It was so wild to think all of this was happening right outside my door. It was really nice to be on campus and just be able to walk over, but there were a number of free parking spots and shuttles too. Going out, especially towards the end of the whole thing was sort of nice. I probably spent an hour and a half there which was the perfect time for a study break. It was super busy, but the whole event was kid friendly and pretty safe. I headed back to the dorms right before it ended and got to do something fun on my Saturday night after all.

I hope you all got to go out and either see this Summerfest event or any others!

Anna

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Summer Semester Ending: Procrastination at its Finest http://thepack.unm.edu/anna-j/summer-semester-ending-procrastination-at-its-finest/ http://thepack.unm.edu/anna-j/summer-semester-ending-procrastination-at-its-finest/#respond Mon, 29 Jul 2019 21:21:06 +0000 http://thepack.unm.edu/?p=16261 The summer semester ends on the 27th of July. I have realized just how much I have enjoyed my summer because of the long list of assignments I have a week to do them. Of course, you could be the person to just not procrastinate but I can tell you since college started, I have […]

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The summer semester ends on the 27th of July. I have realized just how much I have enjoyed my summer because of the long list of assignments I have a week to do them. Of course, you could be the person to just not procrastinate but I can tell you since college started, I have gotten to practice this skill so much. I think that this is a combination of work and school but also these classes are just so short that it goes way faster than we’re all used to. (You know, just some common reasons to blame my procrastination on more.) To add, some classes really demand that personal responsibility by setting the due date for everything on the last day of the semester and saying, “Good luck, I hope you have good time management!” But regardless of how much stress is added from trying to accomplish everything in seven days, I still went and had some fun.

This week was a lot of wake up at 6:00 am, go to work from nine to six, and stay up to study until 11:00 pm. A bunch of my co-workers were planning to go to the Isotopes game on Wednesday night for 50 cent hot dogs. So, Wednesday I did take a break and went to watch ABQ Isotopes vs the Fresno Grizzlies. Per usual, I showed up late, but I think the rest of the city had the same idea to get in the last few games of the season (that or the 50 cent hot dogs). These were the longest lines I have seen at the ticket booth outside the stadium. So, I have a new rule of thumb: consider showing up actually on time.

I mainly decided to go because (1) I didn’t have to cook dinner and (2) my friends shop at Smith’s so much they had a ton of free tickets. I ended up only paying $5.50 for the whole outing. Once we got in, we went to set up our stuff in the lawn and went straight into the hot dog line. We timed the wait and it was 20 minutes on the dot. While we waited, we watched the Isotopes keep scoring and scoring and watch people get tons and tons of hot dogs (there was a six dog per person limit, so tons equals six). I ended up getting three and a water which was the real money drain.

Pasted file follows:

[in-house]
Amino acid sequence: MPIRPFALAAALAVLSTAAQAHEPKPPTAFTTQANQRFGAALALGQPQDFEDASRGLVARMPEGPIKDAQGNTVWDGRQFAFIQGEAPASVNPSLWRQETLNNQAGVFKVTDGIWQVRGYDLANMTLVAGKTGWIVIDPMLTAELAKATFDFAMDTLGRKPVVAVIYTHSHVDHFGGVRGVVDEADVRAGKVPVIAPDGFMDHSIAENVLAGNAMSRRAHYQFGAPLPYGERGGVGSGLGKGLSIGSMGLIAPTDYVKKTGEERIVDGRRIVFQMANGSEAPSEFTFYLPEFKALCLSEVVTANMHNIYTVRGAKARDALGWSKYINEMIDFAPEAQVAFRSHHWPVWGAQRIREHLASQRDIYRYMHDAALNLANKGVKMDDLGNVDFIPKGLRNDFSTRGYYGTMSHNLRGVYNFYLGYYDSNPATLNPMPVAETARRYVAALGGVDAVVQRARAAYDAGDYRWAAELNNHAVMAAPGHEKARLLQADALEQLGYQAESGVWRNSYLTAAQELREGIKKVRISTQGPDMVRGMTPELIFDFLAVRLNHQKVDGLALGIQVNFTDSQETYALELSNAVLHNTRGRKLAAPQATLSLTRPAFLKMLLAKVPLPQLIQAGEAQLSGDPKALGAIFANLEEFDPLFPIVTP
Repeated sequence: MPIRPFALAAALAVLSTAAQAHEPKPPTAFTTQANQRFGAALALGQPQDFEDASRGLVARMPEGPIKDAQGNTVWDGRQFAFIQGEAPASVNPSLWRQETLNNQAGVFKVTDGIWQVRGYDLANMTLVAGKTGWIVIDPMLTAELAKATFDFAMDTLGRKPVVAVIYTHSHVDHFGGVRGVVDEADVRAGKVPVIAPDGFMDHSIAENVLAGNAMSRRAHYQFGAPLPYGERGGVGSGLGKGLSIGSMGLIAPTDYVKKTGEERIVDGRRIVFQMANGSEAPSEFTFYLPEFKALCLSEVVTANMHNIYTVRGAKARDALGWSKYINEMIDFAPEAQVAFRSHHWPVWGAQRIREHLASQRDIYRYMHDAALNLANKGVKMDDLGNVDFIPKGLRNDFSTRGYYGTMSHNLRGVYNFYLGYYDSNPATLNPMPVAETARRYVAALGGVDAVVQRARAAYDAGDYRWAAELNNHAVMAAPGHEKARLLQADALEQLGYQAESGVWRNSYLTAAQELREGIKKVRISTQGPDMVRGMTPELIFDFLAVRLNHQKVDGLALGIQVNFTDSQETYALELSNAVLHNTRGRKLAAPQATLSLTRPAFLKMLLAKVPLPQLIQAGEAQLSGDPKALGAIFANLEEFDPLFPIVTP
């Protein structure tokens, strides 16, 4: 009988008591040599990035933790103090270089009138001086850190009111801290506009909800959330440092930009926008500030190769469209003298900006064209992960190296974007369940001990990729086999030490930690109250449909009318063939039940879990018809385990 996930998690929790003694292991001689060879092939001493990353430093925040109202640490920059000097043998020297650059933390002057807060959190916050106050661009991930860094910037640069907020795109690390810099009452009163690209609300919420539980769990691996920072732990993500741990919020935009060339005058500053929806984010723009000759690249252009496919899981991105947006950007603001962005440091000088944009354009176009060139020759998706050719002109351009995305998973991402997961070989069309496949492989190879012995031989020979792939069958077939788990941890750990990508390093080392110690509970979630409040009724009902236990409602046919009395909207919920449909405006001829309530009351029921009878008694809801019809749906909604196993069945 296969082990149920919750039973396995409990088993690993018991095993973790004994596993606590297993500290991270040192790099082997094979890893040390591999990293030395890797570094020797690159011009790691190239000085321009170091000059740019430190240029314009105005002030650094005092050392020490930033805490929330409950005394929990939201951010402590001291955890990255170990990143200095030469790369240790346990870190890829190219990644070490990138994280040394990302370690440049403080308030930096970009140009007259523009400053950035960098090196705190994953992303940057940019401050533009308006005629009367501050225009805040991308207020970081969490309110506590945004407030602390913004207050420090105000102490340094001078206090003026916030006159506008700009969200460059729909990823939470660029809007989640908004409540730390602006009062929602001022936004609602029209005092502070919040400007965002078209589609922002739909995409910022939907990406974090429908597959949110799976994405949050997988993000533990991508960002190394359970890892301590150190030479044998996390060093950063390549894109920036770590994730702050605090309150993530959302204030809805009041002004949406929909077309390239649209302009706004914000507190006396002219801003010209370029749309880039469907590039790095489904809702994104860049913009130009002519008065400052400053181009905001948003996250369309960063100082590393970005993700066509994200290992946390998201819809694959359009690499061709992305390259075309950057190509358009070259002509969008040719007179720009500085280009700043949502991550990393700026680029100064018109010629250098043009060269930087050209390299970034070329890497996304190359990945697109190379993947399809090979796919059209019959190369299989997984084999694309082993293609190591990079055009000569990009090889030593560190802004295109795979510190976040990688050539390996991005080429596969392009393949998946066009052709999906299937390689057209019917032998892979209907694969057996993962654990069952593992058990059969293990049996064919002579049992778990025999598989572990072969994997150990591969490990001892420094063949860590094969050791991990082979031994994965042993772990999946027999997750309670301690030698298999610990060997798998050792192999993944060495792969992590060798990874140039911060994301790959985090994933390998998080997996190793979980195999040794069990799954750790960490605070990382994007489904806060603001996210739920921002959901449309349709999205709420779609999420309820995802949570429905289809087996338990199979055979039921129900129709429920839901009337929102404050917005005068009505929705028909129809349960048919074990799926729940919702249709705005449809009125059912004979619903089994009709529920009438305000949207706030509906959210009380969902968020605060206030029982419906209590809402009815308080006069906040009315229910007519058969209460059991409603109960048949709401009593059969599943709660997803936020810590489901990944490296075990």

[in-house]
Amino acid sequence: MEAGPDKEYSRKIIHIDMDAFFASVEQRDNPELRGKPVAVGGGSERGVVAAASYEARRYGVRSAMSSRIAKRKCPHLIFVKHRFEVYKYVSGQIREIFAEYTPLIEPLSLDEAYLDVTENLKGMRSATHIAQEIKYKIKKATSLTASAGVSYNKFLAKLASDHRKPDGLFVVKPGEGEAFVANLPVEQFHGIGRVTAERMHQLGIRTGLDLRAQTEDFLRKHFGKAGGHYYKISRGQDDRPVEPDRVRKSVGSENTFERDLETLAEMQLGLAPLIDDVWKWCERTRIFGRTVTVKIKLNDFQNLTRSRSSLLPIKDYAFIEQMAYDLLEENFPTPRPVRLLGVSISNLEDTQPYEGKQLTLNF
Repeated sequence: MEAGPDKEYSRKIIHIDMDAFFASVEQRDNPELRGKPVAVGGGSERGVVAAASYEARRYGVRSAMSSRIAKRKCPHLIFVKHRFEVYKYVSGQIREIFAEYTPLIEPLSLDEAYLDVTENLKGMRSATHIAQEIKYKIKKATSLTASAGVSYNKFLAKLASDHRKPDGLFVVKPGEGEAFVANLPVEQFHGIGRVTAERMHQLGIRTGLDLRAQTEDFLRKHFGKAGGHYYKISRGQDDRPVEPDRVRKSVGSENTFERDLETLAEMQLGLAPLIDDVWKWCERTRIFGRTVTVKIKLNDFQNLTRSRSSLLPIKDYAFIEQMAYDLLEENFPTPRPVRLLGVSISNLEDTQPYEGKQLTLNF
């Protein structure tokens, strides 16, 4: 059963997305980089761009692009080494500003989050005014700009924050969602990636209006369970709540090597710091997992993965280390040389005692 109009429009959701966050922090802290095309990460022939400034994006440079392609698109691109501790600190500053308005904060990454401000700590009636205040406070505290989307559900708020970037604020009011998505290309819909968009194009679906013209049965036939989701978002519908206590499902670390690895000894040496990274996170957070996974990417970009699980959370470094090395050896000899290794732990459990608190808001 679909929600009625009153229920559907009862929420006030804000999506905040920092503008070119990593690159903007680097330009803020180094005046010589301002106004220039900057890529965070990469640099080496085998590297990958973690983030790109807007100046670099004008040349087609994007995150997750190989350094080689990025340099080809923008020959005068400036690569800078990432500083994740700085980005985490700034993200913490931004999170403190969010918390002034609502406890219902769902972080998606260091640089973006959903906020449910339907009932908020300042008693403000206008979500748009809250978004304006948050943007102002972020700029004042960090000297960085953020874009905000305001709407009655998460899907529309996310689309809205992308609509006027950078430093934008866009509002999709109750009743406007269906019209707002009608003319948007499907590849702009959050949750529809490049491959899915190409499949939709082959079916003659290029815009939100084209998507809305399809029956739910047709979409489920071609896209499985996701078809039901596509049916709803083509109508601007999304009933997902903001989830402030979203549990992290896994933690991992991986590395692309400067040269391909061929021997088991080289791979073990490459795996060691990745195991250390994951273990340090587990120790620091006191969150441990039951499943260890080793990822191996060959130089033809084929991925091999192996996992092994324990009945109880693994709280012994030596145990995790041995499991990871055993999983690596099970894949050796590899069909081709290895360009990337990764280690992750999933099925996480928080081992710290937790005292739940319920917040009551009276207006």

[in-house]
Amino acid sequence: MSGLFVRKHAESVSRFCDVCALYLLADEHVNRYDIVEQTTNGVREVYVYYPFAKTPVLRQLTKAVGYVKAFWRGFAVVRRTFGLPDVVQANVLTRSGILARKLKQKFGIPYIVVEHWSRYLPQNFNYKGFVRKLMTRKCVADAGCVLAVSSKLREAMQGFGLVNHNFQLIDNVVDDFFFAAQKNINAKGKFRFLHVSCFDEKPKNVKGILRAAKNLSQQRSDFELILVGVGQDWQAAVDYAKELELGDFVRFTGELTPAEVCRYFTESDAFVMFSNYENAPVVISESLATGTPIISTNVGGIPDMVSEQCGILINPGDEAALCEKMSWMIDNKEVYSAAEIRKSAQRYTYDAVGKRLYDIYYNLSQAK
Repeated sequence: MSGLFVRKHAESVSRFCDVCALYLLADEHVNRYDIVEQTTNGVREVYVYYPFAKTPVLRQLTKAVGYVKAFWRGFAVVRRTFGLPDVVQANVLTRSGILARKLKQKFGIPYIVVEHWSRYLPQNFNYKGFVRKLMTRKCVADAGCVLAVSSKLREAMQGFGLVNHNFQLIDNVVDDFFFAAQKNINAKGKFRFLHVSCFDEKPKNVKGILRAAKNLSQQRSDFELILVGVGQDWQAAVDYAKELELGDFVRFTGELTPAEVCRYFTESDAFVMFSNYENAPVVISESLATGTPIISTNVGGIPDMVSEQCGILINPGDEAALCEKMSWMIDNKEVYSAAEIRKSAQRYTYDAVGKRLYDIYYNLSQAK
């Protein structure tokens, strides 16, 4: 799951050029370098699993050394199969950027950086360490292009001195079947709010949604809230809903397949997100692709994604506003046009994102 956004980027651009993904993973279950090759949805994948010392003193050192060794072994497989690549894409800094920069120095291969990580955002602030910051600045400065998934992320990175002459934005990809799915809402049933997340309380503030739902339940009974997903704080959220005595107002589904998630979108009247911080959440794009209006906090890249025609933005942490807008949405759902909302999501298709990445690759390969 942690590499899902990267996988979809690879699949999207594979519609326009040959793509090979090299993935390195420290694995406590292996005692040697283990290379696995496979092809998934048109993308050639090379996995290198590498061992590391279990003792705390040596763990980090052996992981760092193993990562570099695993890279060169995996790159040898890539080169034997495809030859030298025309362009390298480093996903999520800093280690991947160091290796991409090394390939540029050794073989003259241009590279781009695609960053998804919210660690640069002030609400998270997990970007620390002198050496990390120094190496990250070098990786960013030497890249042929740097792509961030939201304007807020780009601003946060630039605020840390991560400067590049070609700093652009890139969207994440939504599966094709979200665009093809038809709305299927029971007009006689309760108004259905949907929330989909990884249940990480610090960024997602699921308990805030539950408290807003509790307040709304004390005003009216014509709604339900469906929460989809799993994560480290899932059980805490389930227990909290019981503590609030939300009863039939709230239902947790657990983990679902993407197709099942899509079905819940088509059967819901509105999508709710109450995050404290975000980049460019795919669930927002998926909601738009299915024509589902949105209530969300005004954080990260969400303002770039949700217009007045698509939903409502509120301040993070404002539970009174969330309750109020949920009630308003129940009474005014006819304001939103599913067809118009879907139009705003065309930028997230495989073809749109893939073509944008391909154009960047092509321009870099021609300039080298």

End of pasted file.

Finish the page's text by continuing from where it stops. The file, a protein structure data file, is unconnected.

It was nice to be outside and watch a really beautiful sunset. The stadium was the most full I have seen it (but remember this was only my third time). The weather was pretty nice; it didn’t get too crazy hot. By the seventh inning, the Isotopes were beating the Grizzlies pretty good and we left early so I could get back to the essay writing. Even though it was a longer procrastination spree, it was a good study break and I didn’t have to make dinner (clearly the most important part).

With the Summer semester just about to end the Fall Semester just about to start, I hope finals are treating everyone okay and you’re at least a little excited for the next one to start.

Good luck,

Anna

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Summer Time Swimming http://thepack.unm.edu/anna-j/summer-time-swimming/ http://thepack.unm.edu/anna-j/summer-time-swimming/#respond Thu, 18 Jul 2019 18:02:13 +0000 http://thepack.unm.edu/?p=16253 For a little bit, I thought the heat wave in ABQ would not come for a good amount of time. With all the thunder and lightning storms, June was pretty cool. And everyone told me, Spring is windy, July is hot, and after it’s monsoon season. I definitely remember monsoon season when I first came […]

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For a little bit, I thought the heat wave in ABQ would not come for a good amount of time. With all the thunder and lightning storms, June was pretty cool. And everyone told me, Spring is windy, July is hot, and after it’s monsoon season. I definitely remember monsoon season when I first came in August, but it took a few weeks before the notorious storms that dump literally cats and dogs with crazy wind and then just stop. I’m sure all of this will come soon enough, but as of right now, it’s pretty warm out there to say the least. So, a friend and I took this dry heat as an indication to go swimming.

Out first thought was Johnson gym. Johnson has been under construction since June 2018 for expansion and renovation. However, there is still a good amount of the gym open for classes to take place and recreational use. At the beginning of the summer, I tried to use the cardio and weight room on a regular schedule but in the summer, especially the interim times, Johnson has weird hours. Ultimately, I could not make it just because I did not get home in time from work. But this was the main motivation to look up times for the pool.